America’s youth are facing a crisis. Twenty percent of American children live in poverty. 1.3 million drop out of high school each year, putting them at substantial risk for chronic unemployment, substance use disorders, and incarceration. Indeed, on any given day, 70,000 American youth are incarcerated. Many suffer heavily from trauma and depression from a range of issues starting at home. We are in danger of losing the potential of the next generation.
In Chicago, the story is similar. Of the 200,000 boys in Chicago Public Schools, it is estimated that 25 percent—50,000—are at-risk.
Youth Guidance (YG), founded in Chicago in 1924, implements school-based programs that provide the social and emotional support at-risk youth need to overcome significant obstacles and ultimately succeed in life. When life outside the classroom is wrought with violence, poverty, discord at home, and instability, students often struggle to focus at school. With programs like WOW (Working on Womanhood) and BAM (Becoming a Man), YG is working to restore the potential of adolescents during a critical developmental period of life.
Offering supportive groups at school to at-risk youth in the city of Chicago—where some communities have a violent crime rate more than twice the national average—YG creates a safe space for students in grades 7-12 looking to avoid negative influences and stay on the right track to success. Serving around 1,750 women in WOW, and 6,150 men in BAM, YG creates a supportive environment for youth conducive to engagement that drives positive connection.
Operating in around 90 schools, BAM’s success has been nothing short of staggering. Studies show that BAM has reduced violent crime arrests by 50 percent, with a 30 percent reduction in other crimes. School engagement improved by 20 percent and student on-time graduation improved by 19 percent. While around 94 percent of girls joining WOW have suffered trauma and 70 percent reported depression, studies show that they report a significant decrease in feelings of depression by the end of the program year. Additionally, a study from the University of Chicago found the social impact of BAM to be a return on investment of $30 for every $1 invested in the program, from the realized reductions in crime alone. Given BAM’s impact on high school graduation, the potential impact on future earnings for participants likely makes the true return on investment far higher.
The secret? BAM and WOW incorporate several clinical approaches to counseling into an authentic and culturally competent youth engagement program. It all takes place in the natural setting of school, and removes the air of stigma, allowing youth to speak honestly and openly. BAM and WOW create a space where students can be vulnerable and connect with trusted mentors and peers alike, realizing that they are not alone. And, with it all, students have a counselor—with a master’s degree in a clinical field, a background in education and social and emotional learning, or years of professional experience working with youth in underserved communities—whom they can trust, and who meets with them weekly. The result? A change in behavior in schools and in communities, driving youth toward success.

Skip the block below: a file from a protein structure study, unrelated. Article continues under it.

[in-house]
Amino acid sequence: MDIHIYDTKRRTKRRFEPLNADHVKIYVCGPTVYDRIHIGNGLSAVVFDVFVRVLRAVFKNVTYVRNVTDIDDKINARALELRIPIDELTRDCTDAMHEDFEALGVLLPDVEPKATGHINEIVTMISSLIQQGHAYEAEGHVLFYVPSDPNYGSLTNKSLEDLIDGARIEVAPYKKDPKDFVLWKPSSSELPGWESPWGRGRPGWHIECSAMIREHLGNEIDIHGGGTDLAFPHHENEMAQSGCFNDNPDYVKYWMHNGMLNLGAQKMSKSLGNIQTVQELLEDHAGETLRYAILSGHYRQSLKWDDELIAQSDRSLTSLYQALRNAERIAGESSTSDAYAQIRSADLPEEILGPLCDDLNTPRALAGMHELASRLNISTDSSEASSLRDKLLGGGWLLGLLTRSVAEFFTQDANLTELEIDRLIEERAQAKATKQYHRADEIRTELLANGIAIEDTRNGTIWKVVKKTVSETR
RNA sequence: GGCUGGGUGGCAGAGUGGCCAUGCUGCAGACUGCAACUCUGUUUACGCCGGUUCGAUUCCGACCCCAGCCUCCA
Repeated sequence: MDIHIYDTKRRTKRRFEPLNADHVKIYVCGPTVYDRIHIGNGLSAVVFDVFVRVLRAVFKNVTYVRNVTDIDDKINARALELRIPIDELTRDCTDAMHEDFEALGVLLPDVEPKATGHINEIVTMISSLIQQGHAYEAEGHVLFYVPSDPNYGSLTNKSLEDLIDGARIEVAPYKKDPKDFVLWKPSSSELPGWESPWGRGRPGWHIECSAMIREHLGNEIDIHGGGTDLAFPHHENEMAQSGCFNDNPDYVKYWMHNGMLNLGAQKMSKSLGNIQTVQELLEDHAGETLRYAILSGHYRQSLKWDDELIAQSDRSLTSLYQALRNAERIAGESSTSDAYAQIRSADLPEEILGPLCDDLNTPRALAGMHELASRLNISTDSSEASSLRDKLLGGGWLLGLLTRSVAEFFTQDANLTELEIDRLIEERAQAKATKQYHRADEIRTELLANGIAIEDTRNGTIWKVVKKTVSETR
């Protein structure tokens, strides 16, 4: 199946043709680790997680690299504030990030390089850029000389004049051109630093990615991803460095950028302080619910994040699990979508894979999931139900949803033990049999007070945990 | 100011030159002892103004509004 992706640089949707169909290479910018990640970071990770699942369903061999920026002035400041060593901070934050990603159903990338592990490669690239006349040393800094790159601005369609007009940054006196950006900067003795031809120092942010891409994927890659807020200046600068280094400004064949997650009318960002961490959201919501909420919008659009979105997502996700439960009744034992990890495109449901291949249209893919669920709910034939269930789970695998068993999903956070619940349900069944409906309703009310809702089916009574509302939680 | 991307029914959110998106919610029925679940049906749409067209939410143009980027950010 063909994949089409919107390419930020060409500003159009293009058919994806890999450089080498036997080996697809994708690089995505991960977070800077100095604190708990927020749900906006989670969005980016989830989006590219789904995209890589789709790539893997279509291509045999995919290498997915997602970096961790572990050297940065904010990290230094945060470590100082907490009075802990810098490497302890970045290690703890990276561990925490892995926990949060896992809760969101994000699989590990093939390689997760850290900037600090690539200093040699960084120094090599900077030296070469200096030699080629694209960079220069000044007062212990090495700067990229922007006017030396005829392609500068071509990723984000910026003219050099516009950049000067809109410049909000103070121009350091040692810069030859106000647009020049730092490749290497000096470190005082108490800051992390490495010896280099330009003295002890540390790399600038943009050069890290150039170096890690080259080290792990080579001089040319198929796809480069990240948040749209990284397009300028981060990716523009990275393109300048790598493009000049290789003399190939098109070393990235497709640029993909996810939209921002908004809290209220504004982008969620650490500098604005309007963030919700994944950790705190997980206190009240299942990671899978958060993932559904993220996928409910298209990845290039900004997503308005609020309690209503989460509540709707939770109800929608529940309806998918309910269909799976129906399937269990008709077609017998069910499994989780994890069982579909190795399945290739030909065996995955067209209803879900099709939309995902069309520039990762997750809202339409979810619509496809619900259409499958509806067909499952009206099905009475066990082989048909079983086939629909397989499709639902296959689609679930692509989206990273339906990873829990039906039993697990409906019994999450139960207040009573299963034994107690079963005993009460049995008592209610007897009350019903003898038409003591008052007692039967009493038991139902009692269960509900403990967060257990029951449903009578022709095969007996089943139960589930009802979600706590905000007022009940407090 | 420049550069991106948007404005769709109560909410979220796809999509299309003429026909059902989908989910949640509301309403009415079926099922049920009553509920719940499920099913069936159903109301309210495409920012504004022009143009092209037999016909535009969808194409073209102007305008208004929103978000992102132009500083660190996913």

Youth Guidance was founded in 1924 as The Church Mission of Help to help serve young women with shelter, clothing, medical care, financial help, legal assistance, and educational opportunities. In 1962, the Church of Mission Help merged with an agency serving boys in family court and became Youth Guidance Youth Services.
In 1969, Youth Guidance entered into a partnership with Chicago Public Schools (CPS) and established its first full-time offices within area schools—laying the foundation for the innovative, school-based initiatives that are the cornerstone of the Youth Guidance of today.
Youth Guidance is a 2017 S+ Catalyst. Through participation in the Catalyst Program, Youth Guidance receives training from industry experts in organizational development, branding, measurement and growth, and strategic relationships to amplify their impact and strategically expand their reach.